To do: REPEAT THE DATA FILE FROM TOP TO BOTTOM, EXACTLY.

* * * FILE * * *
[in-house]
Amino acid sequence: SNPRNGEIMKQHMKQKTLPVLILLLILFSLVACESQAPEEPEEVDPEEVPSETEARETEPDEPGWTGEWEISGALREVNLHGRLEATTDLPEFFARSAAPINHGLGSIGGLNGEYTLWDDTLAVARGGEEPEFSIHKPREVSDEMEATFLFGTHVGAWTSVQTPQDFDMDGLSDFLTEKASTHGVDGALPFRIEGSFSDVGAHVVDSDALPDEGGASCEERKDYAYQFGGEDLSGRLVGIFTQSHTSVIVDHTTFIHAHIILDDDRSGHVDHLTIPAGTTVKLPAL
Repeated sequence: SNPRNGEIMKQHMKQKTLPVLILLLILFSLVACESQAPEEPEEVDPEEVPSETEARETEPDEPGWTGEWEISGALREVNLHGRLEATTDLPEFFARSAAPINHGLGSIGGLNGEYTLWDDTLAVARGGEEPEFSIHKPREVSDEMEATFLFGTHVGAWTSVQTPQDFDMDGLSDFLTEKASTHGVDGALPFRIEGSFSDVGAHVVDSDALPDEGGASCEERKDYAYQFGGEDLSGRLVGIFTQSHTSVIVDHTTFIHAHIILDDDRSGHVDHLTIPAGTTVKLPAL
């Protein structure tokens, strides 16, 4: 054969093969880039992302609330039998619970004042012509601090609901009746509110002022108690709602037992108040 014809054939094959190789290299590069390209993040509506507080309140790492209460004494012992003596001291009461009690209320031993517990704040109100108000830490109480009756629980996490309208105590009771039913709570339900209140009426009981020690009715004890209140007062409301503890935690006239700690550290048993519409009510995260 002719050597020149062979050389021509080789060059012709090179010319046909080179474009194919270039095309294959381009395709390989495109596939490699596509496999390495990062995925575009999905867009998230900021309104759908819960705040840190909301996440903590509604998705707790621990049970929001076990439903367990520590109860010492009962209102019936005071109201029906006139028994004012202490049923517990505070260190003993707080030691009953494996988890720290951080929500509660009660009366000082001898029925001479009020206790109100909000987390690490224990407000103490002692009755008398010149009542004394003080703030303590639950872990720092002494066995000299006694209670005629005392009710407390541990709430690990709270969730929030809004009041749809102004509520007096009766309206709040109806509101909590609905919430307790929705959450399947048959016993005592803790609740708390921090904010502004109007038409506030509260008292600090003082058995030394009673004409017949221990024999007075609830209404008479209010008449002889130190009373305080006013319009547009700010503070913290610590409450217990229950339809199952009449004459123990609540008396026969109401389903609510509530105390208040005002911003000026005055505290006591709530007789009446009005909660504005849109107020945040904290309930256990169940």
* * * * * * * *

[in-house]
Amino acid sequence: SNPRNGEIMKQHMKQKTLPVLILLLILFSLVACESQAPEEPEEVDPEEVPSETEARETEPDEPGWTGEWEISGALREVNLHGRLEATTDLPEFFARSAAPINHGLGSIGGLNGEYTLWDDTLAVARGGEEPEFSIHKPREVSDEMEATFLFGTHVGAWTSVQTPQDFDMDGLSDFLTEKASTHGVDGALPFRIEGSFSDVGAHVVDSDALPDEGGASCEERKDYAYQFGGEDLSGRLVGIFTQSHTSVIVDHTTFIHAHIILDDDRSGHVDHLTIPAGTTVKLPAL
Repeated sequence: SNPRNGEIMKQHMKQKTLPVLILLLILFSLVACESQAPEEPEEVDPEEVPSETEARETEPDEPGWTGEWEISGALREVNLHGRLEATTDLPEFFARSAAPINHGLGSIGGLNGEYTLWDDTLAVARGGEEPEFSIHKPREVSDEMEATFLFGTHVGAWTSVQTPQDFDMDGLSDFLTEKASTHGVDGALPFRIEGSFSDVGAHVVDSDALPDEGGASCEERKDYAYQFGGEDLSGRLVGIFTQSHTSVIVDHTTFIHAHIILDDDRSGHVDHLTIPAGTTVKLPAL
């Protein structure tokens, strides 16, 4: 054969093969880039992302609330039998619970004042012509601090609901009746509110002022108690709602037992108040 014809054939094959190789290299590069390209993040509506507080309140790492209460004494012992003596001291009461009690209320031993517990704040109100108000830490109480009756629980996490309208105590009771039913709570339900209140009426009981020690009715004890209140007062409301503890935690006239700690550290048993519409009510995260 002719050597020149062979050389021509080789060059012709090179010319046909080179474009194919270039095309294959381009395709390989495109596939490699596509496999390495990062995925575009999905867009998230900021309104759908819960705040840190909301996440903590509604998705707790621990049970929001076990439903367990520590109860010492009962209102019936005071109201029906006139028994004012202490049923517990505070260190003993707080030691009953494996988890720290951080929500509660009660009366000082001898029925001479009020206790109100909000987390690490224990407000103490002692009755008398010149009542004394003080703030303590639950872990720092002494066995000299006694209670005629005392009710407390541990709430690990709270969730929030809004009041749809102004509520007096009766309206709040109806509101909590609905919430307790929705959450399947048959016993005592803790609740708390921090904010502004109007038409506030509260008292600090003082058995030394009673004409017949221990024999007075609830209404008479209010008449002889130190009373305080006013319009547009700010503070913290610590409450217990229950339809199952009449004459123990609540008396026969109401389903609510509530105390208040005002911003000026005055505290006591709530007789009446009005909660504005849109107020945040904290309930256990169940």